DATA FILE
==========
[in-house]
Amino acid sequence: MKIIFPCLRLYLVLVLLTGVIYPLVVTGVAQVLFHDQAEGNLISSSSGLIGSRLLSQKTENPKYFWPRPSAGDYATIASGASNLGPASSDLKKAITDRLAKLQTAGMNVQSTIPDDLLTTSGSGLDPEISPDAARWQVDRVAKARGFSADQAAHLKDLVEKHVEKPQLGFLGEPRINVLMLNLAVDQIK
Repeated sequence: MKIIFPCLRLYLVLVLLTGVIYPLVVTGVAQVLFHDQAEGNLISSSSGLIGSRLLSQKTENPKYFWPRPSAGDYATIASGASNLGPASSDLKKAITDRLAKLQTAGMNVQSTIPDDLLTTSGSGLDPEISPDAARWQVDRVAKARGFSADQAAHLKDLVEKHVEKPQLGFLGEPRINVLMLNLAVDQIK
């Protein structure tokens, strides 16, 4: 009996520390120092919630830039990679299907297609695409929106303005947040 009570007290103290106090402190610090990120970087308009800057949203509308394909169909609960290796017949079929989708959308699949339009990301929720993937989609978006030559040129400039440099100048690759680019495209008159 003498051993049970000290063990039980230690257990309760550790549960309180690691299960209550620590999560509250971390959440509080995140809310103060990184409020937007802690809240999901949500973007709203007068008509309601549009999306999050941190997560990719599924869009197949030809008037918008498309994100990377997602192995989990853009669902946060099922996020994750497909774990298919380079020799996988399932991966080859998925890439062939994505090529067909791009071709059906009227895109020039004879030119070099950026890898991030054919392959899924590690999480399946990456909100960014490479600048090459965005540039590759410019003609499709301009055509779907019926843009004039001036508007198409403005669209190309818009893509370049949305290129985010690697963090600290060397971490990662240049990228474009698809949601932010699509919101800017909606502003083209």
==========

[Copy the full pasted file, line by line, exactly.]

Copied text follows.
[in-house]
Amino acid sequence: MKIIFPCLRLYLVLVLLTGVIYPLVVTGVAQVLFHDQAEGNLISSSSGLIGSRLLSQKTENPKYFWPRPSAGDYATIASGASNLGPASSDLKKAITDRLAKLQTAGMNVQSTIPDDLLTTSGSGLDPEISPDAARWQVDRVAKARGFSADQAAHLKDLVEKHVEKPQLGFLGEPRINVLMLNLAVDQIK
Repeated sequence: MKIIFPCLRLYLVLVLLTGVIYPLVVTGVAQVLFHDQAEGNLISSSSGLIGSRLLSQKTENPKYFWPRPSAGDYATIASGASNLGPASSDLKKAITDRLAKLQTAGMNVQSTIPDDLLTTSGSGLDPEISPDAARWQVDRVAKARGFSADQAAHLKDLVEKHVEKPQLGFLGEPRINVLMLNLAVDQIK
């Protein structure tokens, strides 16, 4: 009996520390120092919630830039990679299907297609695409929106303005947040 009570007290103290106090402190610090990120970087308009800057949203509308394909169909609960290796017949079929989708959308699949339009990301929720993937989609978006030559040129400039440099100048690759680019495209008159 003498051993049970000290063990039980230690257990309760550790549960309180690691299960209550620590999560509250971390959440509080995140809310103060990184409020937007802690809240999901949500973007709203007068008509309601549009999306999050941190997560990719599924869009197949030809008037918008498309994100990377997602192995989990853009669902946060099922996020994750497909774990298919380079020799996988399932991966080859998925890439062939994505090529067909791009071709059906009227895109020039004879030119070099950026890898991030054919392959899924590690999480399946990456909100960014490479600048090459965005540039590759410019003609499709301009055509779907019926843009004039001036508007198409403005669209190309818009893509370049949305290129985010690697963090600290060397971490990662240049990228474009698809949601932010699509919101800017909606502003083209």